After all that up top, did you expect anything else? The Red Raiders opened a lot of eyes with a road win last week and they’ll get the chance to repeat the feat in Norman on Wednesday and try to follow West Virginia’s lead in (relatively) slowing down Trae Young. One imagines that after the frustration of going up against the Mountaineers, the Sooners will be raring to go on their home floor, especially with the opportunity to pick up such a high-quality win while avoiding a two-game skid. While all eyes will understandably be on Young, don’t miss a chance to take in the talents of Texas Tech’s Keenan Evans, who’s having his own stellar season.

Before You’re Dismissed...

• We mentioned it earlier, but the broken foot suffered by Notre Dame forward Bonzie Colson is one of the season’s most disappointing pieces of news. Colson was a frontrunner for ACC Player of the Year and likely All-America selection leading the Irish in points, rebounds, blocks and steals at the time of his injury, which is a huge blow to Notre Dame’s season. The Irish, particularly T.J. Gibbs and Rex Pflueger, have picked up the slack in their first week without him, but the ACC is only going to get harder from here. There’s a chance Colson returns in March, but Brey has said he’s not going to risk Colson’s health before the spring’s NBA tryouts. It would be a shame if this is how Colson’s time as a college player ends, but he’s had a heck of a career.

• You may not see a crazier finish this season than this back-and-forth between USC and Stanford on Sunday night. Wow.

• After Arizona’s loss to Colorado on Saturday, Sean Miller said his players “really struggle playing for me” and that he has “a hard time reaching our guys.” The Wildcats had seemingly recovered from their disastrous 0-3 trip to the Bahamas in November and it’s obvious Miller doesn’t want to risk a minor setback becoming a prolonged one.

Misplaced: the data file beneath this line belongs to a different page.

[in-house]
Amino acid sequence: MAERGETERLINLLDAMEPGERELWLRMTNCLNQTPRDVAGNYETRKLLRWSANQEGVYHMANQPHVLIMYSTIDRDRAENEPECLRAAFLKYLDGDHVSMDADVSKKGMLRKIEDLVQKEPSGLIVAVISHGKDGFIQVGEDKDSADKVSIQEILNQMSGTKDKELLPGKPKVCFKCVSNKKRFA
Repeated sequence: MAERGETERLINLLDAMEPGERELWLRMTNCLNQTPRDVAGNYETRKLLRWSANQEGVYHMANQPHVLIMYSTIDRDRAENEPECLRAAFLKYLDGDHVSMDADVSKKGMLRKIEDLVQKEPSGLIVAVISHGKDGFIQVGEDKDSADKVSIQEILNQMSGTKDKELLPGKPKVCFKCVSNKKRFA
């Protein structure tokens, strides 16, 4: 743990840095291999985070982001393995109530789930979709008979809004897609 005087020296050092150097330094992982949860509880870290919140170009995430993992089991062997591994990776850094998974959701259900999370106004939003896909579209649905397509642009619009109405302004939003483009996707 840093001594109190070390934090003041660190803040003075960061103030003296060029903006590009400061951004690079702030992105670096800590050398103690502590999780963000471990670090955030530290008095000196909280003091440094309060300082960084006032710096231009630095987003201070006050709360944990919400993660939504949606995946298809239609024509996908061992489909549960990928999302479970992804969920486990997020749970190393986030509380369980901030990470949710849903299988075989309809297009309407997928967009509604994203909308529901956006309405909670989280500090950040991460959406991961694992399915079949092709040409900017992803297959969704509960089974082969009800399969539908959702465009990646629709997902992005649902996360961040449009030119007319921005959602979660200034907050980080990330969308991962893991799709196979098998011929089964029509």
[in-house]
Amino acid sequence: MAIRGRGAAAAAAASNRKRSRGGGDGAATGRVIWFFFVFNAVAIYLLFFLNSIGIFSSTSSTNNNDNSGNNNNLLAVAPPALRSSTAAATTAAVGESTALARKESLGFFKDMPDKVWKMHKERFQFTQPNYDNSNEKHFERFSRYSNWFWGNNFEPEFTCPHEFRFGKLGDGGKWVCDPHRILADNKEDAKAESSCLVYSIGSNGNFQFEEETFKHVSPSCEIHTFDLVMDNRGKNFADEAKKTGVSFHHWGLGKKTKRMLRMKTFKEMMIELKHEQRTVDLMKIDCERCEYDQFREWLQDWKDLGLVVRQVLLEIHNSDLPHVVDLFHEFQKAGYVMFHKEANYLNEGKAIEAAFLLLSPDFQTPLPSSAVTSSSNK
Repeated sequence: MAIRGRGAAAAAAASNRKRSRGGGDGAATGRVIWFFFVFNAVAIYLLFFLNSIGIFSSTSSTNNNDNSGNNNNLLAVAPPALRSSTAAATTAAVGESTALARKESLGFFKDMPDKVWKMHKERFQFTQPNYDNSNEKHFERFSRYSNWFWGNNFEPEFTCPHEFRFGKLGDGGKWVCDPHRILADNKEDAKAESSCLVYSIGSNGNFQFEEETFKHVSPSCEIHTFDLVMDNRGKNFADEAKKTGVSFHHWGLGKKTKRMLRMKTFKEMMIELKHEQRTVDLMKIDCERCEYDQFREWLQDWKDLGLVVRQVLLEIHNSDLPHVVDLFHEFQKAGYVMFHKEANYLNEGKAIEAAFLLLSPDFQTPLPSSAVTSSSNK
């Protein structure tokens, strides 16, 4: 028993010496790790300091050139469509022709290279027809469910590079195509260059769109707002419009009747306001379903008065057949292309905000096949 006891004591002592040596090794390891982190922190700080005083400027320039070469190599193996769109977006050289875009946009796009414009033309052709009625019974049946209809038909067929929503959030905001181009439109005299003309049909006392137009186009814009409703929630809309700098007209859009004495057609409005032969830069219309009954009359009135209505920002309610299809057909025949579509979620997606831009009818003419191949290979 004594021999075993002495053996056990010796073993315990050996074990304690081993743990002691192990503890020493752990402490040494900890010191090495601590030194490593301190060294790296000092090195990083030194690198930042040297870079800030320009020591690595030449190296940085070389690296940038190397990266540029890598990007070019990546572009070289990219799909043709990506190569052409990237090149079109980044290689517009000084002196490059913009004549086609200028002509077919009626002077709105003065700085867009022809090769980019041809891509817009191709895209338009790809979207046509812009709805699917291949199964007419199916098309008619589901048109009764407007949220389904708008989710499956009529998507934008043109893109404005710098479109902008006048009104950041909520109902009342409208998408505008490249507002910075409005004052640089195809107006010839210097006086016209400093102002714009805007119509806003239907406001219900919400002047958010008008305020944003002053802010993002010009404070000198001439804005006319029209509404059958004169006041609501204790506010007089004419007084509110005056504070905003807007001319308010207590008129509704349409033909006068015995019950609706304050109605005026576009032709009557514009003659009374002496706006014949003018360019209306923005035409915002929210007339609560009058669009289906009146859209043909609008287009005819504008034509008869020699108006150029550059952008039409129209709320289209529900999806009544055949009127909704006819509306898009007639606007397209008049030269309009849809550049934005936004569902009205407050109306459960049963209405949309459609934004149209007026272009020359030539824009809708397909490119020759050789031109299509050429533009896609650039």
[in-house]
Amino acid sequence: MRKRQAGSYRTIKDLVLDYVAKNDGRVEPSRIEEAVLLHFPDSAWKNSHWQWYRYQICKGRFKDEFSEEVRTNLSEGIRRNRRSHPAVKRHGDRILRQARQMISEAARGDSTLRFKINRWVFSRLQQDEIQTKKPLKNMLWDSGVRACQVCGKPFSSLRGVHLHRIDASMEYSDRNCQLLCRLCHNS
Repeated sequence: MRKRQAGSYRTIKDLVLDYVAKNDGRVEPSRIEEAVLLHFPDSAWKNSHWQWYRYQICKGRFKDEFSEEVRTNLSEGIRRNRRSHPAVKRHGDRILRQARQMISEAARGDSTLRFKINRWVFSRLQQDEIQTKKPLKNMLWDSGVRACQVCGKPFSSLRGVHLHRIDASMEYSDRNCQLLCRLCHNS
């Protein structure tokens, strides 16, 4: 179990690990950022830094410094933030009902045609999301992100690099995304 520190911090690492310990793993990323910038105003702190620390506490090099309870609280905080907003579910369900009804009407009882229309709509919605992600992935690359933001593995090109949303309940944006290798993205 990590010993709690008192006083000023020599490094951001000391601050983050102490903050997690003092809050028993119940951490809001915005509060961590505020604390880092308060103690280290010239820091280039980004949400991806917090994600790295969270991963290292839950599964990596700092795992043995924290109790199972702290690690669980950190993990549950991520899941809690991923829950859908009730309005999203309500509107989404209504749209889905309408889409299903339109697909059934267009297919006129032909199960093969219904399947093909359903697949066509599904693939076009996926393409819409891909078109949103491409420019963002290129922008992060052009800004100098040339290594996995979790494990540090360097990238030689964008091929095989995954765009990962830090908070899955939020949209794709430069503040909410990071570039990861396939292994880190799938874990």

• Minnesota forward Reggie Lynch was suspended indefinitely in relation to an investigation into an alleged sexual assault that occurred in April 2016. According to the Minneapolis Star Tribune, Lynch has been under investigation since October. (He was previously arrested and investigated for a separate alleged sexual assault in 2016, but charges were dropped.) Minnesota AD Mark Coyle said Lynch was allowed to play because school policy allows athletes to play while under investigation by the school as long as there is not a corresponding criminal case. Whatever the policy, it didn’t mandate that coach Richard Pitino let Lynch play. But he chose to.

• Everyone’s ragging on how the wax statue of Tom Izzo at the Breslin Center doesn’t look like him. My biggest takeaway is that it looks so much like a real person, but not really Izzo, and man, wax statues must be 

• After he catching a ton of grief for aggressively turning his back on North Carolina’s Joel Berry II when Berry tried discussing a call late in Wednesday’s game, referee Ted Valentine told The Athletic’s Seth Davis that he is considering retiring. “I’m tired of being cut on,” Valentine said. Here’s an alternative suggestion: just ... don’t do that kind of thing in the first place.

• It may not have had the stakes of last March’s Sweet 16 dagger over Wisconsin, but Florida’s Chris Chiozza had one of this season’s more unusual game-winners when he picked off a pass in the backcourt and broke away for a layup to beat Missouri.

• Shoutout to Grambling State’s Shakyla Hill for a quadruple-double against Alabama State last Thursday. She finished with 15 points, 10 assists, 10 rebounds and 10 steals, and made LeBron take notice in the process.

• You’re not going to find many acceptance speeches better than Oprah’s at last night’s Golden Globes. If you didn’t watch it then, do it now.